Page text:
Several community leaders announced their retirements last week. During the Dec. 17 City of Hinesville Council meeting, Hinesville Police Chief Bill Kirkendall announced it would be his last meeting as Chief of Police. The same day at the County Commission meeting Liberty Emergency Management Agency Director Larry Logan’s retirement was announced. On Dec. 18, Donald Lovette was given a retirement celebration streamed on Facebook Live announcing his retirement from Liberty Regional Medical Center.
Kirkendall was with HPD for 34 years and serving as Chief for the past two years. But Kirkendall said he isn’t ready to hang up his badge just yet.
“Although I am retiring from HPD, I have accepted a position with another law enforcement agency so I will continue to serve this community.”
Kirkendall will be joining the Liberty County Sheriff’s Office as newly elected Sheriff Will Bowman takes charge of the department.
Kirkendall began his law enforcement career in 1984 when he was hired by Chief J. Robert Ryon as a dispatcher. Prior to this time, HPD was dispatched by the county and he was one of the first dispatchers hired when operations moved from the old jail into a converted dollar store building on East M.L. King Jr. Drive, near the site of the current police building.
Kirkendall worked as a dispatcher for two years and then enlisted into the Air Force as a law enforcement specialist. He returned from the Air Force in 1990 and was hired as a police officer by Chief Harlan DeLoach.
“I have been fortunate over the years to serve in various positions within the police department which kept me busy,” he said. “I worked assignments as a patrol officer, patrol supervisor, narcotics investigator, D.A.R.E. instructor, internal affairs investigator, property and evidence custodian, state certification manager, traffic accident investigation commander, patrol commander, and assistant chief of police. These various assignments prepared me to serve as the Chief of Police when the opportunity came.”
But he said his greatest accomplishment is the friendships forged with fellow officers.
“Over the years I have been fortunate to work with some really great professionals and they paved the way for my career,” Kirkendall said. “I try to leave every position better than I found it and hopefully some of the changes I made have added to the quality of life for the men and women of the Hinesville Police Department. I am proud of the change to 12-hour shifts which made it possible for officers to have every other weekend off to spend with family. The change also provided for better coverage of the city with more personnel on the road at any given time.”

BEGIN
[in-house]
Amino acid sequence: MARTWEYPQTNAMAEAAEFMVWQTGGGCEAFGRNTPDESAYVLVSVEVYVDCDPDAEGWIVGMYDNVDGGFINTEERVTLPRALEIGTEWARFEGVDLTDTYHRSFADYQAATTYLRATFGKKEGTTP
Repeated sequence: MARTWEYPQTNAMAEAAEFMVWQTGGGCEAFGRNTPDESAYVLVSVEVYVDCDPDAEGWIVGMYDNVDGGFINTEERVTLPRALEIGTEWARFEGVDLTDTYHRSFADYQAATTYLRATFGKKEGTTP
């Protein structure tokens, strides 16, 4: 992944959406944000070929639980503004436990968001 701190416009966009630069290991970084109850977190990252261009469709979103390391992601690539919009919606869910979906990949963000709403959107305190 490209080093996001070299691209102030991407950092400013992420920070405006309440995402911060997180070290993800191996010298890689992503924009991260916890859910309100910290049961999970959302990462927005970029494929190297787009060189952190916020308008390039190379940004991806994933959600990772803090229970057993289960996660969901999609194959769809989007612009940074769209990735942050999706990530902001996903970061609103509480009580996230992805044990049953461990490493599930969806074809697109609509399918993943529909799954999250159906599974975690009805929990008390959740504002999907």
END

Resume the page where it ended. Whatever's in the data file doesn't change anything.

Lovette has been at Liberty Regional Medical Center more than 45 years. He started his career as a clinical laboratory assistant and retires as the director of laboratory services.
He said he is proud of the work he did in helping LRMC achieve Joint Commission Accreditation and their Laboratory test menu and growth in test volume from 150,000-300,000 test per year.
Lovette will still stay busy as the Chairman of the Liberty County Board of Commissioners, but he said he is looking forward to a little more down time.
“Enjoy some “me” time and return to my writing and history research,” he said. “Spend quality time with my mother, visit family and travel when it’s safe.”
He added he vows to work hard to continue the progress in Liberty County with a special emphasis on economic development to include the development of the interchanges at Midway and Riceboro.
Logan began his career in 2010 and has aided the County in preparing and responding to hurricanes, natural and manmade emergencies. He worked as a deputy director under Mike Hodges and later was appointed as the Director of Liberty EMA.
“Larry has been a very dedicated director who has always gone above and beyond to make sure that the citizens of the County received the very best emergency management services available,” County Administrator Joey Brown said. “It has been great to have him as team leader.”
“I want to thank Mr. Hodges,” Logan said. “He did my first interview 10 years ago and there were several other applicants. So, I want to thank him for giving me the opportunity. When I first got the job, it was a part-time job and I want to thank him for letting work part-time and eventually a work into a full-time position.”
Logan also thanked Brown and the County Commission for their continued support.
“This has been one of the most rewarding experiences, most rewarding career, even after my military service…serving the people of Liberty County.”
During the Dec. 17 County Commission meeting Brown said they went through an extensive search process and promoted current EMA Specialist Robert Dodd, to fill Logan’s place on Jan. 1.